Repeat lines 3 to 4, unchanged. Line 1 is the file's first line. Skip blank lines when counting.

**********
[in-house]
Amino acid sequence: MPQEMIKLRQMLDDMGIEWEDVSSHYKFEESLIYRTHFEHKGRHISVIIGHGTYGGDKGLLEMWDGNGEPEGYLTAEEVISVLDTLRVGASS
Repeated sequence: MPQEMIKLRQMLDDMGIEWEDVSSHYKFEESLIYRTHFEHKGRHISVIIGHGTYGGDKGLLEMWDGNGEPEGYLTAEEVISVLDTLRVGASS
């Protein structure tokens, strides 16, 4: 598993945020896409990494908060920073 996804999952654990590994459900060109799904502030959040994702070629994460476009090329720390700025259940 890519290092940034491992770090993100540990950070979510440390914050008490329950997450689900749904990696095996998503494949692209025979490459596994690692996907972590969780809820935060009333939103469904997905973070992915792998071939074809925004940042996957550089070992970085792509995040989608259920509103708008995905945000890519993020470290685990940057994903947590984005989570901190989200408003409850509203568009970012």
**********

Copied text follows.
Repeated sequence: MPQEMIKLRQMLDDMGIEWEDVSSHYKFEESLIYRTHFEHKGRHISVIIGHGTYGGDKGLLEMWDGNGEPEGYLTAEEVISVLDTLRVGASS
């Protein structure tokens, strides 16, 4: 598993945020896409990494908060920073 996804999952654990590994459900060109799904502030959040994702070629994460476009090329720390700025259940 890519290092940034491992770090993100540990950070979510440390914050008490329950997450689900749904990696095996998503494949692209025979490459596994690692996907972590969780809820935060009333939103469904997905973070992915792998071939074809925004940042996957550089070992970085792509995040989608259920509103708008995905945000890519993020470290685990940057994903947590984005989570901190989200408003409850509203568009970012």